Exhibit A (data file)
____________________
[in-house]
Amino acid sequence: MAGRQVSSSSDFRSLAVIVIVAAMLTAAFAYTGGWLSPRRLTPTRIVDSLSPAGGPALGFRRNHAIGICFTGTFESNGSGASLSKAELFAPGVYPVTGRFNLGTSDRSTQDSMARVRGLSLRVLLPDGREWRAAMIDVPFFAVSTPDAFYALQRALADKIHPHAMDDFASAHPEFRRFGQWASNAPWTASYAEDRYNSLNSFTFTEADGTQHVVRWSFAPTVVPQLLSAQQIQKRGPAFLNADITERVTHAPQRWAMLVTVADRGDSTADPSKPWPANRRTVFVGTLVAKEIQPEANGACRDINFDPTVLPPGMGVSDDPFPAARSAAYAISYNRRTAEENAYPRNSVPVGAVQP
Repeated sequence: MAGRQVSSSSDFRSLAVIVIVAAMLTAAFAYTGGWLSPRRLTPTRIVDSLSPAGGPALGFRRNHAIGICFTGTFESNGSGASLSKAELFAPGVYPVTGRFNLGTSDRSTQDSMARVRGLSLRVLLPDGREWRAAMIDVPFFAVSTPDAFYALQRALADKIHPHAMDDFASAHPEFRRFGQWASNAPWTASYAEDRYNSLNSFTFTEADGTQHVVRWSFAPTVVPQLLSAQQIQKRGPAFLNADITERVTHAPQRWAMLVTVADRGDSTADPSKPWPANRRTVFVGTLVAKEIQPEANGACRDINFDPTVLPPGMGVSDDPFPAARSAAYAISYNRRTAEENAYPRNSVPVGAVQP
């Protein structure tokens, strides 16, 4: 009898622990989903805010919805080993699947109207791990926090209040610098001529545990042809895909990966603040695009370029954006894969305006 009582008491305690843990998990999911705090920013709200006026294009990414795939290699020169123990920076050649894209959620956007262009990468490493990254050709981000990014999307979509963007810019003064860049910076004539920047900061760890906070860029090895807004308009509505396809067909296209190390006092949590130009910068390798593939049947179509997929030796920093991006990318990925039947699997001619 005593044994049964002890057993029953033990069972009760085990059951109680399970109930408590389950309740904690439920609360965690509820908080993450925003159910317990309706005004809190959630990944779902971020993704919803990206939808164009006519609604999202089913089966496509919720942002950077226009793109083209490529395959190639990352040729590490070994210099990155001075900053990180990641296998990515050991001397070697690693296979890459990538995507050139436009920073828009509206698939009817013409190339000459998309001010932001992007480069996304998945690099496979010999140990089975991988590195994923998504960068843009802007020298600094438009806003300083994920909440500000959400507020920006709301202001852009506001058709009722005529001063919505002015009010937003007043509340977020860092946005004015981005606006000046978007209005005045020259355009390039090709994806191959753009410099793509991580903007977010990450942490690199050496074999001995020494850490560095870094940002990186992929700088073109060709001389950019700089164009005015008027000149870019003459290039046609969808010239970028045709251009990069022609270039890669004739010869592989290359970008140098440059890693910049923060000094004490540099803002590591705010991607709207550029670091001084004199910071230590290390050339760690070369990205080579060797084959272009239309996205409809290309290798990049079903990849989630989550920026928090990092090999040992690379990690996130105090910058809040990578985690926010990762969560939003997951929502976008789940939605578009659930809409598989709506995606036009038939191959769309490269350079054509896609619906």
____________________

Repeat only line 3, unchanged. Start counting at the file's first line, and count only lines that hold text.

Repeated sequence: MAGRQVSSSSDFRSLAVIVIVAAMLTAAFAYTGGWLSPRRLTPTRIVDSLSPAGGPALGFRRNHAIGICFTGTFESNGSGASLSKAELFAPGVYPVTGRFNLGTSDRSTQDSMARVRGLSLRVLLPDGREWRAAMIDVPFFAVSTPDAFYALQRALADKIHPHAMDDFASAHPEFRRFGQWASNAPWTASYAEDRYNSLNSFTFTEADGTQHVVRWSFAPTVVPQLLSAQQIQKRGPAFLNADITERVTHAPQRWAMLVTVADRGDSTADPSKPWPANRRTVFVGTLVAKEIQPEANGACRDINFDPTVLPPGMGVSDDPFPAARSAAYAISYNRRTAEENAYPRNSVPVGAVQP